IEEFA says India needs to urgently invest in grid transmission infrastructure to keep pace with growing low-cost renewable capacity so that people can benefit from cheap power supply. India’s economy is expected to grow at 7-8% annually and the corresponding increase in power consumption will require a modernised grid that is capable of absorbing the increasing inflow of variable-output renewable power.
BNEF: Renewables to grow in 2019 as costs fall even further
A new BNEF analysis has predicted that global renewable energy capacity will grow through 2019 over further reductions in the costs of solar and wind power, and of lithium-ion batteries. However, 2019’s total clean energy investment will be at around $300 billion, down from 2018’s $332.1 billion. Analysts say, as costs continue to decline, the low investment will bring more renewable energy capacity. BNEF says, between 125 and 141 GW of new solar will be added in 2019 worldwide, up from around 109 GW added in 2018. While 70 GW of wind capacity will be added in 2019, up from 53.5 GW last year.
BNEF: Solar investment fell 24% in 2018 due to better technology, China’s policy tweaks
Bloomberg New Energy Finance (BNEF) reports that more than 100GW of solar capacity was added worldwide in 2018, but the pace of addition had slowed from 2017. Investment in solar also fell 24% over 2017 levels. The fall is partly a result of China’s policy tweaks to cool its domestic solar market, that led to a glut in the supply of solar modules — which were sold off at cheaper rates outside its borders.
Improvements in solar module efficiency have also lowered their prices — by as much as 12%, according to BNEF — and brought down the per MW cost of solar installations.
India mulling anti-dumping duty on tempered solar glass imports from Malaysia
The Indian government may impose an anti-dumping duty of $114.58 per tonne on Malaysia-imported tempered solar glass to protect domestic manufacturers from cheap imports. The final decision to impose the duty will be taken by the finance ministry. Gujarat Borosil Ltd. had asked the DGTR to investigate allegations of dumping of tempered solar glass and panels by Chinese and Malaysian manufacturers, and if a duty should be imposed on them to protect domestic manufacturers.
BHEL, LIBCOIN to build India’s first Li-Ion gigafactory
In a joint venture, state-run Bharat Heavy Electricals Limited (BHEL) and the consortium of LIBCOIN, plan to build India’s first lithium-ion battery gigafactory. BHEL is set to launch a study of the facilities, R&D infrastructure and other techno-commercial issues for the same. The plant’s capacity will be scaled up to 30 GWh in due course. The project is another step towards India’s plans to reduce its dependence on fossil fuels.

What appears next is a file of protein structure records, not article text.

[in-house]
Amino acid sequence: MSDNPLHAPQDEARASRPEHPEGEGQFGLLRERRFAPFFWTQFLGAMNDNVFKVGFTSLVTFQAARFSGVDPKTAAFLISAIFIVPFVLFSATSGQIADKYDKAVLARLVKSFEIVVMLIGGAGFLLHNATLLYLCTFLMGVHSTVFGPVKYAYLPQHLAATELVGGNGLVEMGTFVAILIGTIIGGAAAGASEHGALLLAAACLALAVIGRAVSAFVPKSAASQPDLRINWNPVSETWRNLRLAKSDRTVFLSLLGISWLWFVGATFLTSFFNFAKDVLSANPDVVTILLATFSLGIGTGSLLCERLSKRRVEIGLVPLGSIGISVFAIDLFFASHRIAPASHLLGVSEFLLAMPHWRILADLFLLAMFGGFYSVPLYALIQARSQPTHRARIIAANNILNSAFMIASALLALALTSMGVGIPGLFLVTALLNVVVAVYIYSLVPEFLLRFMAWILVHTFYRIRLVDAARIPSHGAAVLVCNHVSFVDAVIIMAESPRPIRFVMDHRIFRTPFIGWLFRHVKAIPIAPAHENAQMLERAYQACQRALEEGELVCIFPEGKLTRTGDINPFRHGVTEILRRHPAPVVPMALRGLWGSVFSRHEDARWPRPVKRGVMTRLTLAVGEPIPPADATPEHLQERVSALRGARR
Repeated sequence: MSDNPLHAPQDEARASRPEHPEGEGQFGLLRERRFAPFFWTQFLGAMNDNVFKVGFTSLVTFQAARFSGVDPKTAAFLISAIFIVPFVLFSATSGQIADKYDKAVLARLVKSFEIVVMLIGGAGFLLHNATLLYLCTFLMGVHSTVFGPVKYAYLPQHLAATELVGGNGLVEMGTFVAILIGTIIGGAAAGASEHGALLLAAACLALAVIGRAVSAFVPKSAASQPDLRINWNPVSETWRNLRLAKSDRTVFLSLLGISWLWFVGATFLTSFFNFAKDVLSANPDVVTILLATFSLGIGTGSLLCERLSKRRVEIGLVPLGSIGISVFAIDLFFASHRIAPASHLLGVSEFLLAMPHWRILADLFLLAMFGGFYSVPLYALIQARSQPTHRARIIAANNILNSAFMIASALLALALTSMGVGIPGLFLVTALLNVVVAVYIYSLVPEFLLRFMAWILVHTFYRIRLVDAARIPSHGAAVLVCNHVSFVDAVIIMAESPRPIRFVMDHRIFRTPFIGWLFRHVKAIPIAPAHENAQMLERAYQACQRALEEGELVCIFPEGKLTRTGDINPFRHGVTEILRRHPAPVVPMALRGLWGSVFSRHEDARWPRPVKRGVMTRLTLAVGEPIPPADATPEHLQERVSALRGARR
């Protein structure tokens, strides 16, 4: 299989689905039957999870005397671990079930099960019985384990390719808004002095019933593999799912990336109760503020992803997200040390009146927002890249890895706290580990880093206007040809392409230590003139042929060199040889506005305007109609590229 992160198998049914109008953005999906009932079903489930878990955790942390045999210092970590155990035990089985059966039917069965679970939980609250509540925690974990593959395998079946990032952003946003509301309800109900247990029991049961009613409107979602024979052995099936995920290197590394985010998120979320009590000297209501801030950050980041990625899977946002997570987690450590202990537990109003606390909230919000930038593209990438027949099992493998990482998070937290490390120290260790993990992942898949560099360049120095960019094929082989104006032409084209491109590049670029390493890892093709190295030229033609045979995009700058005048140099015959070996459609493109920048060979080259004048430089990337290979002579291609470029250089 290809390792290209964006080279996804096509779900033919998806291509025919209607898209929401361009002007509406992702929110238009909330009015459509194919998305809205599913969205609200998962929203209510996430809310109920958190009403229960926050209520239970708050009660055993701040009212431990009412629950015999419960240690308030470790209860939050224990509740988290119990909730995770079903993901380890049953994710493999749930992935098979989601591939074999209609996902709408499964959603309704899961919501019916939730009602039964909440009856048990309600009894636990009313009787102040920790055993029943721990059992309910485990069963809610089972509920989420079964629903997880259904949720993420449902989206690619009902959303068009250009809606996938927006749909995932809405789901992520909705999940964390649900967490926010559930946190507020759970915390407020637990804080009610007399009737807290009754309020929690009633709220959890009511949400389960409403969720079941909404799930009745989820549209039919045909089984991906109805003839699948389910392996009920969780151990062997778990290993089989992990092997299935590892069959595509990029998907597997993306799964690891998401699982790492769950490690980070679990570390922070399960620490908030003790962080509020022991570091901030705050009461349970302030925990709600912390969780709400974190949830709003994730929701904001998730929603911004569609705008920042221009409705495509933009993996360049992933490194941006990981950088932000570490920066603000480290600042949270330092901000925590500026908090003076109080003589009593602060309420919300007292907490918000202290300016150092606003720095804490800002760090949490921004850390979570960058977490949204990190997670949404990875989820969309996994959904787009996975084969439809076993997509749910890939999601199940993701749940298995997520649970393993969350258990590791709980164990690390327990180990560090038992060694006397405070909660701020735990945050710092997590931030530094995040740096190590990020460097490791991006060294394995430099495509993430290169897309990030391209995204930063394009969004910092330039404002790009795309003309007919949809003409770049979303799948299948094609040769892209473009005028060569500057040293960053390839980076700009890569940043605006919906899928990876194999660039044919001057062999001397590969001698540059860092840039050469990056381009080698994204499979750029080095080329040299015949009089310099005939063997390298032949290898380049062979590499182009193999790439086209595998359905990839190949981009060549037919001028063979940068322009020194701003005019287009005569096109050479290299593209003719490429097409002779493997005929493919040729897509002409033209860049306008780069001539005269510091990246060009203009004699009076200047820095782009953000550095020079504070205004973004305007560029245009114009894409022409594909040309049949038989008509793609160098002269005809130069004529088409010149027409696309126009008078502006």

1GW Maharashtra Solar tender gets oversubscribed by 900MW
1GW solar tender floated in Maharashtra for grid-connected solar projects under Phase II attracted plenty of bidders. The tender has been oversubscribed by 900MW. The upper ceiling cost for the tender had been revised to 2.90/kWh. About 7 solar companies, including Adani, TATA, Renew Solar, ACME solar, bid for the tender aggregating to 1900MW.
CSE: Rooftop solar failing to take off in India
Solar rooftop has failed to flourish in India because the market is tilted towards large-scale renewable energy – that’s the verdict of the another recent study by think-tank Centre for Science and Environment (CSE). The report said India’s rooftop solar target is 40GW capacity by 2022, but till November 2018, only 1,334MW of grid -connected solar rooftop system had been installed. The study pointed out that the preference has been for commercial and industrial installations instead of housing. The report said residential consumers account for less than 20% of the total installed capacity.
New RBI norms may leave renewable energy projects in the lurch
Domestic solar industry lobby, the National Solar Energy Federation of India (NSEFI), has said the Reserve Bank of India’s (RBI) revised policy of External Commercial Borrowings has made it impossible for them to repay rupee loans from the proceeds of foreign lenders. The NSEFI has requested the Prime Minister’s Office (PMO) to intervene in the matter. The developers said there’s a lack of domestic financing for renewable energy projects and given the land and transmission issues, foreign lenders are also hesitant to give them money, in which case, “developers first take under-construction loans from domestic lenders at relatively higher interest rates and later refinance such high-cost rupee loans by low-cost foreign currency loans from foreign lenders through External Commercial Borrowings once the project is operational.” But the revised ECP policy doesn’t allow them to pay back using foreign finance proceeds.